New rules could help the families of missing persons to manage their finances

11th March 2015

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The Government is set to rule on how the financial affairs of missing persons are managed.

An estimated 327,000 missing person reports are filed with the police every year in the UK.  Around one third of missing people are aged 18 and over.

The Government will soon be publishing feedback to a proposed new law that would allow those close to a missing person to manage their finances while he or she is missing.

Currently when  someone goes missing, any legal or financial arrangements in relation to that person’s affairs will remain in place for up to seven years after their disappearance.

At this point, you  can apply to the High Court for a Declaration of Presumed Death,  However, before then,   financial arrangements contracted directly with the missing person, such as insurance or mortgage payments, may continue to have to be paid regardless of the change in circumstances.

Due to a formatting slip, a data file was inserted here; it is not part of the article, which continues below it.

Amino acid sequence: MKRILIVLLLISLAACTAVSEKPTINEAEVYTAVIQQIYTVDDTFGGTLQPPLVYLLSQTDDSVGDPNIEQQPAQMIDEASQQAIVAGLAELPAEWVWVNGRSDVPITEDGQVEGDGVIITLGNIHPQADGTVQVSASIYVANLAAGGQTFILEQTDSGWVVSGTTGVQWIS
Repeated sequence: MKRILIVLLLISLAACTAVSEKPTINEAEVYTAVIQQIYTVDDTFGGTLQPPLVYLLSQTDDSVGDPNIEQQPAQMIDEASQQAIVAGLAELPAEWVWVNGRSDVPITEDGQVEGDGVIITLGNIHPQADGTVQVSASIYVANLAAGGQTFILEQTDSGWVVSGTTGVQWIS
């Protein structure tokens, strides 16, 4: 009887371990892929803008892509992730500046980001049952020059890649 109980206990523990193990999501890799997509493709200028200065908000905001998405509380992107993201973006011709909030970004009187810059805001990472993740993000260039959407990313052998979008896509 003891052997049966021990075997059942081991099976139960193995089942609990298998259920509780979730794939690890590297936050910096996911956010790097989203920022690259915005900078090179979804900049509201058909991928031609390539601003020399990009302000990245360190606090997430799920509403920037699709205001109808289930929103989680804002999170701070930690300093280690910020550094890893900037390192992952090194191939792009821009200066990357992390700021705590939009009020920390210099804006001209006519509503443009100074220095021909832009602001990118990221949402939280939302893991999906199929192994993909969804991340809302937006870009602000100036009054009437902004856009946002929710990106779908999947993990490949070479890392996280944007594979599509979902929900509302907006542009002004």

In some cases, this can cause hardship for those left behind as they cannot control outgoing payments or access money that they were dependent upon.

The suggested change in legislation would mean an appropriate person could apply to the court to be appointed a guardian just 90 days after a person goes missing.

This would give them the authority to act on behalf of the missing person  in terms of their property and other financial affairs for up to four years, with the ability to extend the appointment for longer.

Fiona Debney, partner  at national law firm Clarke Willmott, said: “This would be a significant change in legislation which we would welcome.  As the law currently stands, not being able to administer finances and personal affairs for such a long period of time  can have a devastating impact for both sides.

“The family of a missing person is often left struggling because it cannot access money needed for dependents who were previously reliant on the missing person for financial or practical support.

“Organisations who have a contract directly with the missing person, may refuse to discuss, cancel, move or vary payments for anything from  a mortgage to an insurance policy.  In turn, as a result, if a missing person does return, their financial affairs may be in total chaos and there ensues a long and complex process to try and reinstate them.”

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